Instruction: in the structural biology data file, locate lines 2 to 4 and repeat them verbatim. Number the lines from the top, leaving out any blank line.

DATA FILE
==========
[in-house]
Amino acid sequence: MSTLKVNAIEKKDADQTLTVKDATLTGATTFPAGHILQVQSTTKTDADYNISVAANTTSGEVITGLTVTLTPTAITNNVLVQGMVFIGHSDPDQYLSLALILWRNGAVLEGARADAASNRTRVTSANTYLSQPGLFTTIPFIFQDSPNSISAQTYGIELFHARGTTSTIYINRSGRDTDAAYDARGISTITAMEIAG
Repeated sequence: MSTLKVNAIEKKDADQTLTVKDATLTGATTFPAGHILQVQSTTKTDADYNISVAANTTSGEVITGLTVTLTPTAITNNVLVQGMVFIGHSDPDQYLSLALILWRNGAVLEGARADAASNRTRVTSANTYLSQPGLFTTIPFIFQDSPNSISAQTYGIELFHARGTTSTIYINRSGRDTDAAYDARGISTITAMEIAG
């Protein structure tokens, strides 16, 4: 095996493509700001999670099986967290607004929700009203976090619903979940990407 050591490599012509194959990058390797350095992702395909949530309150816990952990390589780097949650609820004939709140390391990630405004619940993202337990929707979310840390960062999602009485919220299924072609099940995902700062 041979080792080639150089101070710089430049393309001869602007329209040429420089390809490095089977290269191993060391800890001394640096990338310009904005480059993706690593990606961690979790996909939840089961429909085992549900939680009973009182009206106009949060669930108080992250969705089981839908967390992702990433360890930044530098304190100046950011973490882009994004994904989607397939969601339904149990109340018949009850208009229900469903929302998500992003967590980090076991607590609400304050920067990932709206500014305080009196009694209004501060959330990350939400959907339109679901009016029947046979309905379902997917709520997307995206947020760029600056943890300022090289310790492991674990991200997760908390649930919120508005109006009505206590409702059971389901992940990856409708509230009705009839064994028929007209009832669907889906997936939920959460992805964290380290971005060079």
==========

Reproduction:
Amino acid sequence: MSTLKVNAIEKKDADQTLTVKDATLTGATTFPAGHILQVQSTTKTDADYNISVAANTTSGEVITGLTVTLTPTAITNNVLVQGMVFIGHSDPDQYLSLALILWRNGAVLEGARADAASNRTRVTSANTYLSQPGLFTTIPFIFQDSPNSISAQTYGIELFHARGTTSTIYINRSGRDTDAAYDARGISTITAMEIAG
Repeated sequence: MSTLKVNAIEKKDADQTLTVKDATLTGATTFPAGHILQVQSTTKTDADYNISVAANTTSGEVITGLTVTLTPTAITNNVLVQGMVFIGHSDPDQYLSLALILWRNGAVLEGARADAASNRTRVTSANTYLSQPGLFTTIPFIFQDSPNSISAQTYGIELFHARGTTSTIYINRSGRDTDAAYDARGISTITAMEIAG
């Protein structure tokens, strides 16, 4: 095996493509700001999670099986967290607004929700009203976090619903979940990407 050591490599012509194959990058390797350095992702395909949530309150816990952990390589780097949650609820004939709140390391990630405004619940993202337990929707979310840390960062999602009485919220299924072609099940995902700062 041979080792080639150089101070710089430049393309001869602007329209040429420089390809490095089977290269191993060391800890001394640096990338310009904005480059993706690593990606961690979790996909939840089961429909085992549900939680009973009182009206106009949060669930108080992250969705089981839908967390992702990433360890930044530098304190100046950011973490882009994004994904989607397939969601339904149990109340018949009850208009229900469903929302998500992003967590980090076991607590609400304050920067990932709206500014305080009196009694209004501060959330990350939400959907339109679901009016029947046979309905379902997917709520997307995206947020760029600056943890300022090289310790492991674990991200997760908390649930919120508005109006009505206590409702059971389901992940990856409708509230009705009839064994028929007209009832669907889906997936939920959460992805964290380290971005060079």